They were then taken by fly-cart to the scene (understandably turning down the offer to visit by train!) The Inquest heard that the sleeper on the line was heavy and could not have blown onto the line – it must have been placed there. The railway witnesses were coy when questioned by the jury about the tender leading the engine. The engine had a ‘metal guard’ at the front to push away any obstructions, this however had been ineffective as the tender was in front.
The inquest heard evidence from witnesses and it was suggested that the sleeper may have been placed across one of the rails so that children could play ‘see-saw’ however no witness recalled seeing any children near the scene. 10 year old James Boakes was called as a witness but cried throughout a short examination before the jury decided that he should not be further questioned. The Railway Police Superintendent William Acton told the jury that the boy had admitted placing the sleeper over the rail but this was angrily denied by the boys father. It appears that the Superintendent, along with the East Sussex Police Superintendent James Flanagan, had tried to speak to the boy on many occasions but his father had refused to admit them, so on one occasion the police officers had tried to speak to the boy when he was in a pub, The Dolphin. The boy’s mother said that on the morning of the crash he was particularly keen to see the train.
The young James was recalled to give evidence. His evidence was understandably confused for one so young. He said he had been sent to Ashcombe to fetch some bread but had “stopped to see the train fall over”. He denied going onto the line or moving the sleeper. The Coroner was obviously concerned about the cross-examination of one so young but when one of the jurors asked him if he could move the sleeper he did so ‘with the greatest of ease’.
The next person to give evidence was another police officer, but not from either the local or the railway police, he was a Detective Inspector from the Metropolitan Police who had been sent down from London by the Commissioner himself (Colonel Mayne). Edward Langley told the Court that been sent down to Sussex to investigate. He said he had no doubt that the crash was caused by the sleeper being placed on the line and that he was sure that it had been put there by the ‘little boy by the name of Boakes’ as he was the only person who was close to the scene of the crash. Indeed he had even been to see the boy with Superintendent Acton and threatened the boy with arrest.
Who had asked for the assistance of the Metropolitan Police? I suspect that it was the London Brighton & South Coast Railway, as in the Court, the East Sussex Superintendent said he had ‘nothing to do with the Metropolitan Police’
The rest of the inquest heard evidence about the speed of the train and the fact it was running ‘tender first’.
The jury retired and after an hour gave the following verdict “ We find that the deaths of Mary Chatfield, Sarah Chatfield, Arthur Langhorne and George Case were caused by the train running off the rails at Newmarket Archway. A broken sleeper was found on the line after the accident but by what means it came there does not appear to the jury” They went on to say that the practice of running ‘tenders first’ and the speed of the trains was dangerous.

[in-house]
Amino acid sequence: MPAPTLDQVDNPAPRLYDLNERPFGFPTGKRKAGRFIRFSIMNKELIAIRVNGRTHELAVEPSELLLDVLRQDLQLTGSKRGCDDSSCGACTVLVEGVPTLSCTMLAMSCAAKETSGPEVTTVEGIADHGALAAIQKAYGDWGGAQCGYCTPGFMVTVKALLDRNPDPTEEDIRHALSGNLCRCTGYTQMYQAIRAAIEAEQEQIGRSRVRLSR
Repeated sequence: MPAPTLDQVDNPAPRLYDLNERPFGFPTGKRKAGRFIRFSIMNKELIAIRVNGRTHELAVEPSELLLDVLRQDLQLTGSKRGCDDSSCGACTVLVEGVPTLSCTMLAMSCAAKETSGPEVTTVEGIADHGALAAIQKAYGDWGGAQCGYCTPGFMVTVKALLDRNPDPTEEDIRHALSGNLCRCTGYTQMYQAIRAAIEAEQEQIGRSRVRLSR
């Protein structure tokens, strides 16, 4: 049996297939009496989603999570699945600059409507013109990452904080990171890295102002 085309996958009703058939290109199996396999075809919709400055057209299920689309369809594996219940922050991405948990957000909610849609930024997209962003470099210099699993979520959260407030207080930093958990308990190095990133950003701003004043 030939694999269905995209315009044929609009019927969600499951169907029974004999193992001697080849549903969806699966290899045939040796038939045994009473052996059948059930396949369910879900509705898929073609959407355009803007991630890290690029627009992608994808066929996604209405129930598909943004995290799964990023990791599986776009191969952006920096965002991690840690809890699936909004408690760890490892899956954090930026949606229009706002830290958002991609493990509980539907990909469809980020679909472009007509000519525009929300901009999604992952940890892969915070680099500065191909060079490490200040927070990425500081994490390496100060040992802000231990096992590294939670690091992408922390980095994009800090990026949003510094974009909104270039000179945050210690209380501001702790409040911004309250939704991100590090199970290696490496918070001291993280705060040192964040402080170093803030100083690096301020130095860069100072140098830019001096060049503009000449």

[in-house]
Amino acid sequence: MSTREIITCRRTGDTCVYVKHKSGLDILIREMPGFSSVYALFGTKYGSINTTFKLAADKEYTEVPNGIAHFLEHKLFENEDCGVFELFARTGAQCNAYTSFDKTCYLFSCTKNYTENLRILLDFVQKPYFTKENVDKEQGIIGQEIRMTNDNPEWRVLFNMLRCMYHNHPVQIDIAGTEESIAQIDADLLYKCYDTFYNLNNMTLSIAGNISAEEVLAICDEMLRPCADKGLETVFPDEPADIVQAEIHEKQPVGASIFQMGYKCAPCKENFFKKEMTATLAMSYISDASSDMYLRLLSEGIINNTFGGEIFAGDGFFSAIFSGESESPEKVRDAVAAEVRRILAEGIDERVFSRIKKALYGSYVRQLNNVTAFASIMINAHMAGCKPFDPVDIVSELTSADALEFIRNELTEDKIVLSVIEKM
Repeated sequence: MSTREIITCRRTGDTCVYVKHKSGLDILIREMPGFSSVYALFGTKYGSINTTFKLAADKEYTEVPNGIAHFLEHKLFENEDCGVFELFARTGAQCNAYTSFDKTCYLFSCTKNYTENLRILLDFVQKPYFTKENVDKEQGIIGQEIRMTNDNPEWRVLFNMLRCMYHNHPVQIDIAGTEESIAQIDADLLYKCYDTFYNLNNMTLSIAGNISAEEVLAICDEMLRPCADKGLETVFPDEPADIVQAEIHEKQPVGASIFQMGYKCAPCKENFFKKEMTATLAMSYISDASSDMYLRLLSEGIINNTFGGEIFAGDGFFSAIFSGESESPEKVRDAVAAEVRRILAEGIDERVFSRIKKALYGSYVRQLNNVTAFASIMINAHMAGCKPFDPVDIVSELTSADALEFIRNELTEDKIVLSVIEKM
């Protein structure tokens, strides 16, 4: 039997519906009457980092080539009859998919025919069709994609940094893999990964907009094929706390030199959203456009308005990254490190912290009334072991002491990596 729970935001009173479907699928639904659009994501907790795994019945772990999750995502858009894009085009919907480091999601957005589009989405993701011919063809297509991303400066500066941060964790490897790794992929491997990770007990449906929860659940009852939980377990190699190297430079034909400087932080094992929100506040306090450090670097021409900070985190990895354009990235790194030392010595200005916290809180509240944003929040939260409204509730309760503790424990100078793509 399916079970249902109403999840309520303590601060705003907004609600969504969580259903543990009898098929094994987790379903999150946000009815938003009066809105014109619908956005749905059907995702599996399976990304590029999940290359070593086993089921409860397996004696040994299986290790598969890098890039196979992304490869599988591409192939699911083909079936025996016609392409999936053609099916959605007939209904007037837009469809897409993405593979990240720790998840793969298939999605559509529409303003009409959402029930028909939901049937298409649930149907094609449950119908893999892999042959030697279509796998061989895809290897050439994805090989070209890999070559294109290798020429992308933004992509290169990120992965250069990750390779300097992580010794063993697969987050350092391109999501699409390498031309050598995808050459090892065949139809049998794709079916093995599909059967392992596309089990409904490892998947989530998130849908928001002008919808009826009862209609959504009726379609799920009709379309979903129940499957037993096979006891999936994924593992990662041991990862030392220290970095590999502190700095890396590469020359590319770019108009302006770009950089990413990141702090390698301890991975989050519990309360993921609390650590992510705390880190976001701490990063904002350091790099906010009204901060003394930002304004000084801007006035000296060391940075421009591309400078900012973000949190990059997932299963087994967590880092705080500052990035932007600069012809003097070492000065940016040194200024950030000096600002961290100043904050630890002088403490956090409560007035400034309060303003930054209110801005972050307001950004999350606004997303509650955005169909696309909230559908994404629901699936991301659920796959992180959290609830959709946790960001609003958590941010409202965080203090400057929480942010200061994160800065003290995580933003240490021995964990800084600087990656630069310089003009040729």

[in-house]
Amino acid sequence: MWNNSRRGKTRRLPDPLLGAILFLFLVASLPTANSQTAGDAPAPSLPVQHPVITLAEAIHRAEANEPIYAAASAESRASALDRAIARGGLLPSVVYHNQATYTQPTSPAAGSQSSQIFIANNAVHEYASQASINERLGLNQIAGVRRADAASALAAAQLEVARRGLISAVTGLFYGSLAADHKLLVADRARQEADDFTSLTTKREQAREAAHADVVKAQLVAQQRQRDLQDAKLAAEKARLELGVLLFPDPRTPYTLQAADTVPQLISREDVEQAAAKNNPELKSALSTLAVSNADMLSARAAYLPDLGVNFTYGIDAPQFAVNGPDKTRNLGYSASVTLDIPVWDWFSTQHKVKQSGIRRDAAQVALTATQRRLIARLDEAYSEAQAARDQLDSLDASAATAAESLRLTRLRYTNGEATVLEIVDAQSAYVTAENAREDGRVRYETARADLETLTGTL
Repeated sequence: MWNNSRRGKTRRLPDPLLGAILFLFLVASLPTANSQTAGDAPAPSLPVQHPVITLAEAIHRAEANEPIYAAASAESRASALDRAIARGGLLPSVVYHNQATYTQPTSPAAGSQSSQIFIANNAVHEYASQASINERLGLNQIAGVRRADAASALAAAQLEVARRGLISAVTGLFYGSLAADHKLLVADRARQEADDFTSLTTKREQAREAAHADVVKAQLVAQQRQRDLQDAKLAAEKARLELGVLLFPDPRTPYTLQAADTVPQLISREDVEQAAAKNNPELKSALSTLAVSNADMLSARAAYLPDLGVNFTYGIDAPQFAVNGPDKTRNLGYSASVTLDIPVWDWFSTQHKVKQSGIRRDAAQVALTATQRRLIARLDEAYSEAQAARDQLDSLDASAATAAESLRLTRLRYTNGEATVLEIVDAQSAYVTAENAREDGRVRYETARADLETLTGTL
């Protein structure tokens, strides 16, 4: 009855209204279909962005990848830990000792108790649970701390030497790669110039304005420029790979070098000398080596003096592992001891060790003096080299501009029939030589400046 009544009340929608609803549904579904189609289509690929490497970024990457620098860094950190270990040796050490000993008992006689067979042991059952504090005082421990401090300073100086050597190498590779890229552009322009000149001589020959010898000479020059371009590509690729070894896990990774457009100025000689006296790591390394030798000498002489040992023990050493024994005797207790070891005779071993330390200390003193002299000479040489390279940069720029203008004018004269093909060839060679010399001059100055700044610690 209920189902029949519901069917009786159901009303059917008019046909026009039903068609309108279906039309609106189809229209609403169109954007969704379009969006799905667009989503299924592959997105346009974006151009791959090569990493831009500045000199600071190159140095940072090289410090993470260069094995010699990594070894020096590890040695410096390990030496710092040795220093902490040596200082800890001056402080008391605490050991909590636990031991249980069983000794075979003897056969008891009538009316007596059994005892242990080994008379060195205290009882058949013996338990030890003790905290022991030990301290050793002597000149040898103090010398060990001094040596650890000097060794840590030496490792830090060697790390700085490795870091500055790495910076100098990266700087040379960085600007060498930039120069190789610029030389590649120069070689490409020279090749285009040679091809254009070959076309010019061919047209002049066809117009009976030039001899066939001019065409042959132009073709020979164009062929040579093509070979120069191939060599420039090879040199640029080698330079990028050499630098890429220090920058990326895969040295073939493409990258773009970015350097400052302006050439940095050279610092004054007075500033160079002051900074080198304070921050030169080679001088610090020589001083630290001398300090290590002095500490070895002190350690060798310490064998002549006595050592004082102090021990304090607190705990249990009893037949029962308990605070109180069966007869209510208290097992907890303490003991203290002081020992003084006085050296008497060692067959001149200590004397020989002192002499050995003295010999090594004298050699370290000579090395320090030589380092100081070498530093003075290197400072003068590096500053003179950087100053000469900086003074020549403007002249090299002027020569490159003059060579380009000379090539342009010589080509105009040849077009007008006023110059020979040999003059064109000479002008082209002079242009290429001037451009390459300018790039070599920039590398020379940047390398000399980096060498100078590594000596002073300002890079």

A few days later there was a shorter inquest for the Train Driver. Once again young James Boakes was there with is parents. He said that he had gone to Ashcombe to fetch bread and had then gone to see the train. He had witnessed the crash and had run home to tell his mother. However this time he said that he had been worried in case the people on the train would blame him. He was asked “Why do you think the people on the train would blame you?” He said “I don’t know why” He was asked the question again but the Coroner interceded and reminded him that he did not have to answer. He cried and despite being asked again, refused or declined to answer. He left the court but returned and was again examined. This time he said that we was worried in case people thought he had ‘laid the stick to play see-saw’
The jury again returned a verdict that the accident was caused by ‘a wooden sleeper having been wilfully, feloniously, and maliciously placed across the line by some person or persons unknown.’
So who caused the crash? It seems that both Superintendent Acton of the Railway Police and Detective Inspector Langley of the Metropolitan Police believed he was guilty and there were reports that even his mother had doubts about his innocence. James’s father strongly protected him, as did the coroner. James appears to have been the only person known to have been in the area when the obstruction was put on the line and it is surprising that despite his age he showed he could actually move the heavy sleeper.
Just over a year later another body lay at the Black Horse Inn. This time the victim was young James Boakes. He had been standing in a field at Ashcombe, tending pigs with his younger brother when he was struck by lightning and instantly killed. He died just a few yards away from the scene of the crash the year before.
James was buried at St Annes Church, Lewes on 10th September 1852. We will never know who caused the Newmarket Train Crash. Maybe James took the answer to his grave?